The immigrant couple I discussed in my previous post, John and Letitia Frad (Banbury) Hicks, had four children, including my second great-grandmother Mary J. (Hicks) Throckmorton and a son named Mardenbro Hicks. When he was 19, Mardenbro became a soldier in the Civil War.
According to the Official Roster of Ohio Soldiers in the War of the Rebellion 1861-1866, Vol. 8, he joined Company C of the 121st Regiment Ohio Volunteer Infantry on August 22, 1862. Mardenbro’s first — and only — battle action occurred a month and a half later at Perryville, Kentucky. (More information about this battle can be found, among other places, on the University of Kentucky website.)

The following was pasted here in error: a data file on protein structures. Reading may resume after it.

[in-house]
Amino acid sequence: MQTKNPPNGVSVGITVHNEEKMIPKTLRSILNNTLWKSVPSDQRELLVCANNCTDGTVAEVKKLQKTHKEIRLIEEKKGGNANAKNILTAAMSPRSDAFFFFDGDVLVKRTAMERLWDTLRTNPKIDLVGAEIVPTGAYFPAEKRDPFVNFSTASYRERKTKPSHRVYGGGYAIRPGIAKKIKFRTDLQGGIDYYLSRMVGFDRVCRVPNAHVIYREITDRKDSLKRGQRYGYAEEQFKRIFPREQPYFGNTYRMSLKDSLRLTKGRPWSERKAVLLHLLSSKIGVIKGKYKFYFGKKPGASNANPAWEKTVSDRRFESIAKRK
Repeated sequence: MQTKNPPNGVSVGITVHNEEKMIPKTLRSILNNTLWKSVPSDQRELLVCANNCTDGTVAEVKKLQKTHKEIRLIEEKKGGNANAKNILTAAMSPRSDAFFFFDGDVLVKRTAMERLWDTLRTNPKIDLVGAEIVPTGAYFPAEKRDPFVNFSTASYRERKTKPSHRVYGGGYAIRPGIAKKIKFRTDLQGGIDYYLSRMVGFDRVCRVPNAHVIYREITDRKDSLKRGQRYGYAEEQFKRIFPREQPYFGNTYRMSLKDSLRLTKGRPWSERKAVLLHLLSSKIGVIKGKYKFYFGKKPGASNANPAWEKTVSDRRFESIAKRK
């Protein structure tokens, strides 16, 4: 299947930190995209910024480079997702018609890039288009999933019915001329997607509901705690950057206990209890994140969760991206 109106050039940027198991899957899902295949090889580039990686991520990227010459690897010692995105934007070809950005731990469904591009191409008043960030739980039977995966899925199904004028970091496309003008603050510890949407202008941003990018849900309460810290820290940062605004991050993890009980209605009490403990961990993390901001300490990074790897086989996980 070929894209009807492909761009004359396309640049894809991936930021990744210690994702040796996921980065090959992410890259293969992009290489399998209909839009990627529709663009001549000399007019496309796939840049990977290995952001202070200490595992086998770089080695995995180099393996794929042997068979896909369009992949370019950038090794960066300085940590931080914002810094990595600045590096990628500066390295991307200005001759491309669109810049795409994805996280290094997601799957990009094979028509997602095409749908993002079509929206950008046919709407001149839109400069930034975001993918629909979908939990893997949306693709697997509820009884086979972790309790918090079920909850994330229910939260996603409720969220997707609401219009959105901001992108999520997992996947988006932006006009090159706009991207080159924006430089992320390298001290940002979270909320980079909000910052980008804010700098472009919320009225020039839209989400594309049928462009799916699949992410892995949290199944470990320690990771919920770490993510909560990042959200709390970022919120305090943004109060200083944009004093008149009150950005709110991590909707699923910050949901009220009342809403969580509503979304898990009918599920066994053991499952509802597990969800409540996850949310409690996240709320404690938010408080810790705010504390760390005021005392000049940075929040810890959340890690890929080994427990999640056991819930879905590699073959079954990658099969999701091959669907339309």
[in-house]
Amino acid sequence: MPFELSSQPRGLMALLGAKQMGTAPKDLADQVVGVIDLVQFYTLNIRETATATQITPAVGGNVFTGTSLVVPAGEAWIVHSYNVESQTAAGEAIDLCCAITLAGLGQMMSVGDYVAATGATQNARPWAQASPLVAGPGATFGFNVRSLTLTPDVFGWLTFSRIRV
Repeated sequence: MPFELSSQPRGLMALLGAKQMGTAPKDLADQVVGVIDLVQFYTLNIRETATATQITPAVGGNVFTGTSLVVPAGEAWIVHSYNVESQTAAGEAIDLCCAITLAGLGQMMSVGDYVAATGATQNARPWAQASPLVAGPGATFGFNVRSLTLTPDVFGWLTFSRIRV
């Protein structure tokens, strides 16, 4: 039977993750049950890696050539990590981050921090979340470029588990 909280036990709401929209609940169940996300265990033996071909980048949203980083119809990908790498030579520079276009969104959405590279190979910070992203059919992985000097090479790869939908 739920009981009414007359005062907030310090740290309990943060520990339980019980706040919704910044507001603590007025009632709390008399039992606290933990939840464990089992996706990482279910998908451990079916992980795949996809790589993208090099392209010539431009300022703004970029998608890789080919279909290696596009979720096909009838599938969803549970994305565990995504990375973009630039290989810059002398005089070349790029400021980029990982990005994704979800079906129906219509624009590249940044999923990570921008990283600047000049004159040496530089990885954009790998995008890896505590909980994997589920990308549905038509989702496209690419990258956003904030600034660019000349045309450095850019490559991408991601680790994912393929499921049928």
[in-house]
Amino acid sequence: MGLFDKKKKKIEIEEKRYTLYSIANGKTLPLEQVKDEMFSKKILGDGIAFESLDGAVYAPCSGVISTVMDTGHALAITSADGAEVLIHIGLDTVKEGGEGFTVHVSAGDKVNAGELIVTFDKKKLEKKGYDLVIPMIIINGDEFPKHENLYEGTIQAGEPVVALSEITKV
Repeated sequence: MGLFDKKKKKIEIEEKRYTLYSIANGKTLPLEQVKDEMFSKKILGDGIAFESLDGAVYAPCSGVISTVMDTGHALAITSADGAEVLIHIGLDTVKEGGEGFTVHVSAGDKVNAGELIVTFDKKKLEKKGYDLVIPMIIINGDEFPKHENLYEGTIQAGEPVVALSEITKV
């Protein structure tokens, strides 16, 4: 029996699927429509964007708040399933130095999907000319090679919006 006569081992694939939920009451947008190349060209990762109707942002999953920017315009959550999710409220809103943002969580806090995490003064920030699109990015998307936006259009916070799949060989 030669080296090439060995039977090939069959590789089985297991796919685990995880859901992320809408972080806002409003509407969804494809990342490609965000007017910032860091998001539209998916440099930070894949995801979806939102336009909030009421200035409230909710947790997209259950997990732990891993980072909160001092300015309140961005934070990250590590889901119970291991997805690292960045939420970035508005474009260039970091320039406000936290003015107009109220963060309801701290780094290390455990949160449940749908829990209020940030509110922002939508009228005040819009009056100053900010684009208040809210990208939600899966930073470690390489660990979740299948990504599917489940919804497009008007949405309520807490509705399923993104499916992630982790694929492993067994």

Wounded in his first battle, Mardenbro remained in Kentucky to recuperate for through the rest of that fall and into the winter. He was far from alone:
For months, hundreds of wounded soldiers remained in Perryville under the care of the town’s 300 citizens. In addition, thousands of injured and sick troops convalesced in Danville, Harrodsburg, Bardstown, and other local communities. Union surgeon G. G. Shumard recalled that a “large number of sick and wounded were scattered about the country in houses, barns, stables, sheds, or wherever they could obtain shelter sufficient to protect them from the weather.” Another doctor remarked that “Every house was a hospital, all crowded, with very little to eat.” (Source: Perryville Enhancement Project, “History of the Battle of Perryville.”)
The Official Roster indicates that Mardenbro finally was “discharged Feb. 12, 1863, at Louisville, Ky., on Surgeon’s certificate of disability.”